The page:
• I always do some sharping in Camera RAW: Sharpness 50/1.0/2.5/0 , Color NR is 25 and Detail 50.

  • Now press on "Open Image", the 16-bits file will be loaded in Photoshop.

  • First thing I do is cropping it: 45cm x 30cm at 100 pix/cm, this results in a 4500 x 3000 pixels file.

  • To reduce digital noise and grain, choose Filter / Noise / Despeckle. This halves your file size without losing real sharpness.

  • Now invert your picture to positive; Image / Adjustments / Invert.

  • With the Levels menu you can make a brilliant picture of it; Image / Adjustments / Levels.
    • Expand for each color the histogram to full width (see screenshots) and press OK.

    • After that, tweak to good color balance by adjusting the central sliders for each color in the same histograms.

    • Not satisfied? Try to adjust the output levels under the histogram for each color, for instance, with the high Output Red you can cool a sky that is coloring toored. Press OK.

    • PS-experts; there are many more controls for the best results, I leave it here to the basics.


  • Now try "Auto Levels" and "Auto Color", sometimes this is the finishing touch, sometimes it worsens your result, then you undo it easily.

  • Finally pimp your result with some "contrast" and/or "vibrance" in your adjustments menu.

  • Remove dust, scratches and unwanted feet... with the healing brush tool in PS.

  • Now reduce by Image / Mode to 8-bits and save as a JPEG-file level 10.

First picture is the old original Coolscan-file, second one the recent result as described here. The Coolscan file is a bit cleaner due to the ICE-mode, the K-01 scan is more crisp and shows no halos. The Coolscans sometimes does show linear halos (line-sensor) near clipping contrasty areas. When you get used to this procedure, and you own some PS-skills, scanning with a RAW camera really goes fast. Most work is caused by restoration of damaged film and dirty sensors. Because you are expanding the dynamic range so much and use small lens opening, you will see every anomaly in blue skies etc.

My youngest son's face is expanded to 100% to see the difference, the left one is K-01 scan, the right one the original Coolscan. The boy has grown now over 1.90 meters...

I hope this is helpful and useful for you, please reply your improvements, I am still in a learningcurve... Thnx!



Coolscan first, K-01 scan second:






































Forum: Pentax Medium Format 04-04-2016, 12:05 PM  
645Z owners: Will you switch to a Sony 75MP A7RIII?
Posted By Henrico
Replies: 79
Views: 7,234
You can get as much as detail as desired. Take several pictures beside/above each other at exactly the same settings (ASA, shutter, and sweet-spot opening) in RAW and devellop to one super sized picture.


Works fine!
Forum: Pentax K-01 03-25-2016, 02:58 AM  
Hoodman makes K-01 awesome for manual focussing
Posted By Henrico
Replies: 14
Views: 2,459
This all works fine and nice. I use my K-01 with many K/M/A lenses, up to 400mm. It came with the XS40, what is a real nice lens also. Most legacy primes excel only stopping one step down. I really have no problem in focussing at F1.4, or long tele's. Tack sharp, only beware: there is some delay on your screen, it's not a OVF. Always wait a second or so to be sure that what you see is really what you get.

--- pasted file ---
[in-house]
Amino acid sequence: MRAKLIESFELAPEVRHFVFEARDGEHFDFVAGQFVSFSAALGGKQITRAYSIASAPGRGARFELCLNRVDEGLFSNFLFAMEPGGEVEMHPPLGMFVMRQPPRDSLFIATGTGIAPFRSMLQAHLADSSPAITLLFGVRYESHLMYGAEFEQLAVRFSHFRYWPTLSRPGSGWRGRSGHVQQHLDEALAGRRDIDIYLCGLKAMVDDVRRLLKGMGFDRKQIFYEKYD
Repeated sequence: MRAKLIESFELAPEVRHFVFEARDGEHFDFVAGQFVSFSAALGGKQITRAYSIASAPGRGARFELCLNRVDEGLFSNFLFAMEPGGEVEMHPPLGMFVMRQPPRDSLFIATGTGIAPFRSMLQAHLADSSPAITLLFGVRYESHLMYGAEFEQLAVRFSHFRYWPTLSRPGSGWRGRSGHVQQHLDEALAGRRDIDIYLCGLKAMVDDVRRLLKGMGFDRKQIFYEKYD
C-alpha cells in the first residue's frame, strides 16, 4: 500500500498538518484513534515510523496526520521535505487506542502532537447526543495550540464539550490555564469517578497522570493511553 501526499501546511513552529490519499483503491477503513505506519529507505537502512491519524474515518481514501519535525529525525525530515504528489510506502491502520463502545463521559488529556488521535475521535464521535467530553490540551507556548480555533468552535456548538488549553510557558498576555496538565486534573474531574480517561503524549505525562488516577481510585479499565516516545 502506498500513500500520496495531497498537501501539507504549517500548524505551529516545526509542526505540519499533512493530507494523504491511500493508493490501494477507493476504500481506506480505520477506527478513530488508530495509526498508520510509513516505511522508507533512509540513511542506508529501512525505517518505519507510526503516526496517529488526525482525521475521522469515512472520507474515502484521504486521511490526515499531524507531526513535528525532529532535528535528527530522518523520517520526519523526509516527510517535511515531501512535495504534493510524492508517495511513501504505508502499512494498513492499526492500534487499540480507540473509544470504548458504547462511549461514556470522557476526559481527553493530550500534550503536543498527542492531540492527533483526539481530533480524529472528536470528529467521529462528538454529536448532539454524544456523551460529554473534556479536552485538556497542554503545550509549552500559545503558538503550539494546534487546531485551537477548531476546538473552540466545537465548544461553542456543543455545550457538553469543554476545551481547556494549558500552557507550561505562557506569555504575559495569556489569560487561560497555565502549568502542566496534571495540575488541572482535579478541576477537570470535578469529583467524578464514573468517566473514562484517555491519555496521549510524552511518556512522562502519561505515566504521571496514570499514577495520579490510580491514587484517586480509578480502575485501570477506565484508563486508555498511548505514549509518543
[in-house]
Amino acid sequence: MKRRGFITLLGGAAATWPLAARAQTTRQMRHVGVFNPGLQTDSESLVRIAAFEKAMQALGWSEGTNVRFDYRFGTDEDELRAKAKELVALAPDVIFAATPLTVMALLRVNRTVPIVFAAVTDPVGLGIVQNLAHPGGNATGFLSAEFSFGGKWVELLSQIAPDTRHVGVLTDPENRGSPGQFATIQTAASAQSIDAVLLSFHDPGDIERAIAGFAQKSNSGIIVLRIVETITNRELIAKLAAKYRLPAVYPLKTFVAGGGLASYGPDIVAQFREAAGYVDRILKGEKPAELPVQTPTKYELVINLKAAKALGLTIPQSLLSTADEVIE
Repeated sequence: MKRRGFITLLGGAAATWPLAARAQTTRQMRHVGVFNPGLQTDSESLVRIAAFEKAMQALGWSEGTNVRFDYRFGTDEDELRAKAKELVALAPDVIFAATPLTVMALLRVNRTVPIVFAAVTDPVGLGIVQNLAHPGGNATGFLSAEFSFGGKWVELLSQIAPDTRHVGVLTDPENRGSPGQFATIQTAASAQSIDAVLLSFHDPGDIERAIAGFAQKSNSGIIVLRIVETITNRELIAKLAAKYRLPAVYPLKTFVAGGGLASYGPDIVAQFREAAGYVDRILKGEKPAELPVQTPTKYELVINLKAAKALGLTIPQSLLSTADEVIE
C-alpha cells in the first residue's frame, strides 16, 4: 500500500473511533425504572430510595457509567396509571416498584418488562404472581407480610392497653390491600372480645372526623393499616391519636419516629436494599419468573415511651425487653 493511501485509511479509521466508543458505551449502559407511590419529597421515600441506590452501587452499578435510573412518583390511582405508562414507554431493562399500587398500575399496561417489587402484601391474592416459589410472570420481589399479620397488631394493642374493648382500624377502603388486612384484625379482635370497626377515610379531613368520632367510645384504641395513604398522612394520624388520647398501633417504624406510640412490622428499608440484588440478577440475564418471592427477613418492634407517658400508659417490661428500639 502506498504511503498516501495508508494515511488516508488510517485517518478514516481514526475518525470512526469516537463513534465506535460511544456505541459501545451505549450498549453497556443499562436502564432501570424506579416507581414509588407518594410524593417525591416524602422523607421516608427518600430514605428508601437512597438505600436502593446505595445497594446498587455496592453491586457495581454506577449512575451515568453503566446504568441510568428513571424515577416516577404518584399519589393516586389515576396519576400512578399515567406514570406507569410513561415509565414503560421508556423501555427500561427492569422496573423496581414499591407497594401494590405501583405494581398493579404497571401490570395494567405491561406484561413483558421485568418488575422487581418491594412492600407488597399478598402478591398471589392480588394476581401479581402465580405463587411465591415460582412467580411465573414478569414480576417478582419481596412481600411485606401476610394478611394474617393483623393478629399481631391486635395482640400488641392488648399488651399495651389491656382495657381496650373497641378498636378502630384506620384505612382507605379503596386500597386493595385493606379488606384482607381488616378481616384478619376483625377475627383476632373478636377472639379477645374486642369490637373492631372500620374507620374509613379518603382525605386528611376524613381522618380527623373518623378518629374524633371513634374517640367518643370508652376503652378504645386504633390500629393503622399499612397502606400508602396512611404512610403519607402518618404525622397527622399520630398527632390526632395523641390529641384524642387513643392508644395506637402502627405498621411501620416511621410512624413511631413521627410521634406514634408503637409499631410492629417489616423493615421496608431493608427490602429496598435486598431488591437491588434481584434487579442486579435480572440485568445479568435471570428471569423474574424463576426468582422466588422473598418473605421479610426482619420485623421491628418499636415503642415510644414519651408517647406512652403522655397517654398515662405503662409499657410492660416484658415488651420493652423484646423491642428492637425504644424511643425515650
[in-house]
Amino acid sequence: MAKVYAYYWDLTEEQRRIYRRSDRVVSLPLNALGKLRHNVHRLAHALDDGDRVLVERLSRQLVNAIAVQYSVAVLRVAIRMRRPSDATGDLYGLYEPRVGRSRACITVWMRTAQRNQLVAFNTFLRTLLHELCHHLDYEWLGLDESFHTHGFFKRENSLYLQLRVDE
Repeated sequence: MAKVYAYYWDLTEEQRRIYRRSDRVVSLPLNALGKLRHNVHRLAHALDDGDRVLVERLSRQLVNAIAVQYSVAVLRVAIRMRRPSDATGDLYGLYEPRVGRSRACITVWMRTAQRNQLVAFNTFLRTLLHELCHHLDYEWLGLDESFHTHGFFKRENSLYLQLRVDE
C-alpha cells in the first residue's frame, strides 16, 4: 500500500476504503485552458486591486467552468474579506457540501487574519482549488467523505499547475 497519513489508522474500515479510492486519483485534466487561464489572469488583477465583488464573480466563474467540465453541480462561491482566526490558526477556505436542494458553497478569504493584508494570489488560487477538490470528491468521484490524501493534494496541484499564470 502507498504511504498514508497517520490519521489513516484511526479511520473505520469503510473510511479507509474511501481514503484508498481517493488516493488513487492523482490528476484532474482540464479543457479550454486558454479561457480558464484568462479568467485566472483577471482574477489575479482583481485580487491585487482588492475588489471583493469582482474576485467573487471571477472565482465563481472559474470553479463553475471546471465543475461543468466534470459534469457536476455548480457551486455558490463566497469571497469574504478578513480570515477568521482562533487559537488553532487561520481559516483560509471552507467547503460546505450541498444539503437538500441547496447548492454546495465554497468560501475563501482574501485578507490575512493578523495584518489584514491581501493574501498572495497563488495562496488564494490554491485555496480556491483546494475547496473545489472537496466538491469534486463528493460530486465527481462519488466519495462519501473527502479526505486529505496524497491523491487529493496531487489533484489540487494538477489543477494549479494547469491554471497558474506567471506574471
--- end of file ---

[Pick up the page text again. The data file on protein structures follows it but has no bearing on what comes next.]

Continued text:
Forum: Pentax K-01 03-25-2016, 02:19 AM  
Hoodman makes K-01 awesome for manual focussing
Posted By Henrico
Replies: 14
Views: 2,459
In the Netherlands available now for €139.... I thought I paid less but I'm not sure.

Hoodman Cinema Kit
De Hoodman Cinema Kit maakt het filmen met een DSLR eenvoudiger. De kit bestaat uit de HoodLoupe 3.0, HoodMAG 3.0 en Cinema Strap. Hiermee kunt u het LCD-scherm gebruiken als viewfinder. De kit is geschikt voor schermen tot 3". De HoodLoupe zorgt ervoor dat u op het scherm kunt kijken zonder dat u last heeft van schitteringen. U kunt de dioptrie hierbij aanpassen tot +/- 3. De meegeleverde eye cup kunt u op het oculair plaatsen om zo een 3x vergroting te bewerkstelligen. Met de Cinema Strap houdt u de HoodLoupe op zijn plaats, zodat u beide handen vrij hebt om de camera te bedienen. De behuizing en het oculair zijn gemaakt van rubber, wat het draagcomfort vergroot en bescherming biedt tegen schokken.
Inhoud van de verpakking:
- HoodLoupe 3.0
- HoodMAG3.0
- Cinema Strap
Forum: Pentax K-01 03-24-2016, 09:34 AM  
Hoodman makes K-01 awesome for manual focussing
Posted By Henrico
Replies: 14
Views: 2,459
Just transparant silicone kit. Never use super glue or so! Silicone kit works fine, good adhesive and if necessary removable. You can simply remove the last silicone with your nails when you remove the hood. So it is a reversal solution.

I bought the hood 2 years ago, search for Hoodman Pro, the optics are multicoated and adjustable by turning the occulair.
Forum: Pentax K-01 03-24-2016, 04:30 AM  
Hoodman makes K-01 awesome for manual focussing
Posted By Henrico
Replies: 14
Views: 2,459
Recently glued my Hoodman on my K-01, looks odd but works fantastic! So I got rid of the elastic bandings. Result is a very stable camera (eye + hand contact), superb and bright 1K EVF, 6X digital zoom for nailed focussing and a bright view even in heavy sunshine! The Hoodman offers very good "German" optics for just 139, my K-01 now is a manual prime killer in all circumstances... Nothing wrong with this old stuff! :)
Forum: Pentax SLR Lens Discussion 09-26-2015, 12:56 PM  
Dissambling A 400 5.6
Posted By Henrico
Replies: 4
Views: 1,989